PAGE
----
Sep 292011

Challenging Authority

Challenging Authority

My dad told me a joke once about a kid who as a teenager thought his father was the dumbest person he’d ever met. But then, as the punchline goes, “By the time I’d graduated college, it was amazing how much the old man had learned.”

The older we get as humans, the more we realize how little we know — and how fallible we are. One of our 13 core values at Return Path gets right to the heart of this one:

We challenge complacency, mediocrity, and decisions that don’t make sense

I will note up front that this particular value statement is probably not as widely practiced as most of the others I’m writing about in this series of posts, but it’s as important as any of the others.

Very few things make me happier at work than when an employee challenges me or another leader — and quite frankly, the more junior and less well I know the employee, the better. No matter what the role, we hire smart, ambitious, and intellectually curious people to work at Return Path. Why let all that raw brainpower go to waste?  We thrive as a company in part because we are all trying to do a better job, and because we work with our eyes open to the things happening around us.

I have no doubt that some real percentage of the decisions that I or other leaders of the company make don’t make sense, either in full or in part. And I’m sure that from time to time we become complacent with things that are running smoothly or quietly, even if they’re not optimal or even moderately destructive.  That’s why I’m particularly grateful when someone calls me out on something. We have made great strides in and changes to the business over the years because someone on the team has challenged something. We’ve terminated employees who were poisonous to the organization, we’ve reversed course on strategic plans, we’ve even sold a business unit.

One of the things we do well is blend this value with one I wrote about a few weeks ago about being kind and respectful to each other.  The two play together very nicely in our culture.  People are generally constructive when they have feedback to give or are challenging authority, and people who receive feedback or challenges assume positive intent and nothing personal.  We specifically train people around these delicate balances both via the Action/Design framework and a specific course we teach called Giving and Receiving Feedback.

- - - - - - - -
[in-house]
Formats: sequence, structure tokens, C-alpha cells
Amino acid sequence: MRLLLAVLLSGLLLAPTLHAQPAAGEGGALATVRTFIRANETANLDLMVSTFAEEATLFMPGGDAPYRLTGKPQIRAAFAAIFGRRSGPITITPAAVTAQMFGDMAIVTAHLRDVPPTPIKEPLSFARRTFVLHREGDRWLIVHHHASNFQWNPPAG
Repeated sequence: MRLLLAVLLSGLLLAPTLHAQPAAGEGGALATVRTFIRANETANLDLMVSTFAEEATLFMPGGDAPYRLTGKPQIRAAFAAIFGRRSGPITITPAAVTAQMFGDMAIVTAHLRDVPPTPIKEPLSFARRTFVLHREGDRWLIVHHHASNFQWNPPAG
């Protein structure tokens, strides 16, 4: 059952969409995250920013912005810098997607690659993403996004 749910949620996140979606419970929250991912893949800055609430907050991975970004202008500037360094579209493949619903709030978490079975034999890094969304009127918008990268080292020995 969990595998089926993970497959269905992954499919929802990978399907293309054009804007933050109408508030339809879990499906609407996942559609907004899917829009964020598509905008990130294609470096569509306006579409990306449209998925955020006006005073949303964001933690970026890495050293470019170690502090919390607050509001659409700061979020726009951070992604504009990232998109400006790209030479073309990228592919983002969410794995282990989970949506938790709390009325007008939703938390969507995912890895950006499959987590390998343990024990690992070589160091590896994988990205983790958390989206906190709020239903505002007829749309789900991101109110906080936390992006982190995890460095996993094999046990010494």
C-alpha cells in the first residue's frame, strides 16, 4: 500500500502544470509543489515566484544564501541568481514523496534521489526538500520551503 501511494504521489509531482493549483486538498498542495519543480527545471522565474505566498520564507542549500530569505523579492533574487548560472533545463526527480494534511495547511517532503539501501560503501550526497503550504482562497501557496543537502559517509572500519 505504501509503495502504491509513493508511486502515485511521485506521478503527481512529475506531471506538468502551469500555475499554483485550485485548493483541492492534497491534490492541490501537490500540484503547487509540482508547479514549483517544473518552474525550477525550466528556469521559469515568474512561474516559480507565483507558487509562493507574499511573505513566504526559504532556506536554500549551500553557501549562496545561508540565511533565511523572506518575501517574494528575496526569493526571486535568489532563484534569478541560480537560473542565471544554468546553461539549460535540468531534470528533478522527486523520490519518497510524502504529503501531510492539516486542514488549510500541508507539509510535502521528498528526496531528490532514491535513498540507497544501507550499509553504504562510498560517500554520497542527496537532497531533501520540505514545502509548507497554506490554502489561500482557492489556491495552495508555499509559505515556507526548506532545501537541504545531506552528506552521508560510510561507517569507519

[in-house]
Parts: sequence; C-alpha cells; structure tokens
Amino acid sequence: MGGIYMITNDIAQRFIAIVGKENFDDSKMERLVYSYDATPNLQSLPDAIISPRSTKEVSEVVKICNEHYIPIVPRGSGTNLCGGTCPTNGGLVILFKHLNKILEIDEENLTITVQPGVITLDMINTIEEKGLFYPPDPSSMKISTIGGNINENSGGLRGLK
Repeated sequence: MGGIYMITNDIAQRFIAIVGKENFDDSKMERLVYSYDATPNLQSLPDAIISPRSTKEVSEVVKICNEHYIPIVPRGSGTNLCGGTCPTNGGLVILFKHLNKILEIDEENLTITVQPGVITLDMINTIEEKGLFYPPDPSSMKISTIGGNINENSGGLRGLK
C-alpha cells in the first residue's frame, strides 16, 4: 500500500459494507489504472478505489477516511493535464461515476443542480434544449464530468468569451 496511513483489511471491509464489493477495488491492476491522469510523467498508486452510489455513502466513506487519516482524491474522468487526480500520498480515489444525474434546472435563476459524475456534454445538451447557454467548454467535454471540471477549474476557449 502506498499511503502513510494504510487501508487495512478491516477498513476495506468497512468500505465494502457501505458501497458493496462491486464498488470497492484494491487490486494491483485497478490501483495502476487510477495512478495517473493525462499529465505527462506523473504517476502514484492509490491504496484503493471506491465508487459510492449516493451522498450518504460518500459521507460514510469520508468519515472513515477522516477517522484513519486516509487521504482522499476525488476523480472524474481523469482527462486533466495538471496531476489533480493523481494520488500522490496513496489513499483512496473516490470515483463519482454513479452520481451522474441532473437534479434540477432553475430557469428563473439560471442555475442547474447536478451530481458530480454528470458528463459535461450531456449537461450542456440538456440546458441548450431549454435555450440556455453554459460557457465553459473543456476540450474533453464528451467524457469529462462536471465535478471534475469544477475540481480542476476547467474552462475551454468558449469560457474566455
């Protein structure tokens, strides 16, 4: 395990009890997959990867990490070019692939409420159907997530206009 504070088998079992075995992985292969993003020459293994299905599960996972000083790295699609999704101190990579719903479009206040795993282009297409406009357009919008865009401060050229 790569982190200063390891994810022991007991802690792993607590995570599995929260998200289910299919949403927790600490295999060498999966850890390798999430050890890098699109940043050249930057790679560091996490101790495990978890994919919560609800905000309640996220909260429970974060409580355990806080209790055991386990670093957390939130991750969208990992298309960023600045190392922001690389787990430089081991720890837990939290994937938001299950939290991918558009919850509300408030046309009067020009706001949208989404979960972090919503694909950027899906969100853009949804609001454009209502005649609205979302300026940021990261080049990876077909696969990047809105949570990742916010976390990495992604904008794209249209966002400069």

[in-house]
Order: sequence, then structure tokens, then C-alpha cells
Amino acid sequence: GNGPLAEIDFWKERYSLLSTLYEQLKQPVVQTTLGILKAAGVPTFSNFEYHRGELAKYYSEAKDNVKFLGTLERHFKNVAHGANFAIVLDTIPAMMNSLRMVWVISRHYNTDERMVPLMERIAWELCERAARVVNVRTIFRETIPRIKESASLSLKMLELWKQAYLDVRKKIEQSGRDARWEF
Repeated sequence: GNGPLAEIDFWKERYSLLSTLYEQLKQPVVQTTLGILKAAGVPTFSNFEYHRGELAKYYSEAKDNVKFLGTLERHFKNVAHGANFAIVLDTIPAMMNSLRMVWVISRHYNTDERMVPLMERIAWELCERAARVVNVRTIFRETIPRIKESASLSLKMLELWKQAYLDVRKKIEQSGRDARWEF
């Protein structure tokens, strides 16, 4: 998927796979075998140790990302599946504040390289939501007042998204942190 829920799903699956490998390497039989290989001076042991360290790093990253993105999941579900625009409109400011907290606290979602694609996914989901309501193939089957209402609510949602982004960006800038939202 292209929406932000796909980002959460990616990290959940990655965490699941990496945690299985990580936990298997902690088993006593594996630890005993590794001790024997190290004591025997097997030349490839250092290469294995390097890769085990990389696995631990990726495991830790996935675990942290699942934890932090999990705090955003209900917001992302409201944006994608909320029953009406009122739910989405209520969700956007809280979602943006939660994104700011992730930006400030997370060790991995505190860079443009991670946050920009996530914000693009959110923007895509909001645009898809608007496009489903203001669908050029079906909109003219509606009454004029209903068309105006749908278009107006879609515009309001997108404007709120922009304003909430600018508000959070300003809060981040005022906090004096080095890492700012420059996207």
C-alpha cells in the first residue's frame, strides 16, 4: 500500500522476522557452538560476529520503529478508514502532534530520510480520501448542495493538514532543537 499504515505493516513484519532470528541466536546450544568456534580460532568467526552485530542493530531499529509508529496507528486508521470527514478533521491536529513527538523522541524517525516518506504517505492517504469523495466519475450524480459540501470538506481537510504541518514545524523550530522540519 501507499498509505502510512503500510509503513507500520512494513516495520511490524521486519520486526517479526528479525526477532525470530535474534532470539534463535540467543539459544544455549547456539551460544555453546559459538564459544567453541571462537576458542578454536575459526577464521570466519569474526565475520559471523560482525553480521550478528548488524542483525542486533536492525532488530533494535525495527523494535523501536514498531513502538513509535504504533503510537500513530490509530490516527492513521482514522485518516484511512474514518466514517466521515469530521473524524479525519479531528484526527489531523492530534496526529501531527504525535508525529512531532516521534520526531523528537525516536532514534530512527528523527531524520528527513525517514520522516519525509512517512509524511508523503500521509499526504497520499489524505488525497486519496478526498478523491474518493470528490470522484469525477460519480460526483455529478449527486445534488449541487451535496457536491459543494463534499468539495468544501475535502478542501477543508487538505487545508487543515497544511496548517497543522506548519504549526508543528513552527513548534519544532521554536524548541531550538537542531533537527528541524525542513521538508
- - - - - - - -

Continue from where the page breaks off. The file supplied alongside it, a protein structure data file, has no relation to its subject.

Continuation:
It takes courage to challenge authority. But then again, nothing great is ever accomplished in life without courage (and enthusiasm, so the old adage goes).

  • Chris Tragos

    Story about your dad reminded me of this old Jean Gabin song called 'Je Sais' – translated here:

    When I was a child, kneehigh to a grasshoper
    I used to speak very loudly to be a man
    I used to say, I KNOW, I KNOW, I KNOW, I KNOW

    It was the beginning, it was spring
    But when I turned 18
    I said, I KNOW, here I go – this time I KNOW

    And now, every time I turn around
    I look at the earth, a place I paced up and down though
    And I still don't know how it turns

    When I was about 25, I knew everything
    Love, roses, life, money
    Oh yeah, love! I knew it thoroughly!

    And luckily, like my mates
    I hadn't eaten up all my bread*
    Halfway through my life, I learned new things again

    What I've learned takes up only four, five words:
    On the day when someone loves you, the weather is very fine
    I can't say it better – the weather is very fine

    That's the last thing to amaze me about life
    I who am in the autumn of my life
    You can forget so many evenings of sadness
    But never a morning of tenderness

    All the time when I was young, I wanted to say I KNOW
    However, the more I searched, the less I knew then

    The clock has stricken 60
    I'm still standing at my window, looking out and wondering


    Life, love, money, friends and roses
    You never know the noise nor the color of things
    That's all I know! But I KNOW that…

  • Bowmanave

    Excellent points, Andrew. You underscore the importance of building and maintaining trust and correctly point out that its no so much what you promise but how you behave that matters. While I probably wouldn't hold Jack Welch up as a perfect role model I do like his professed emphasis on candor and the need to have a culture that supports (and demands it). Thanks for offering valuable counsel to CEOs.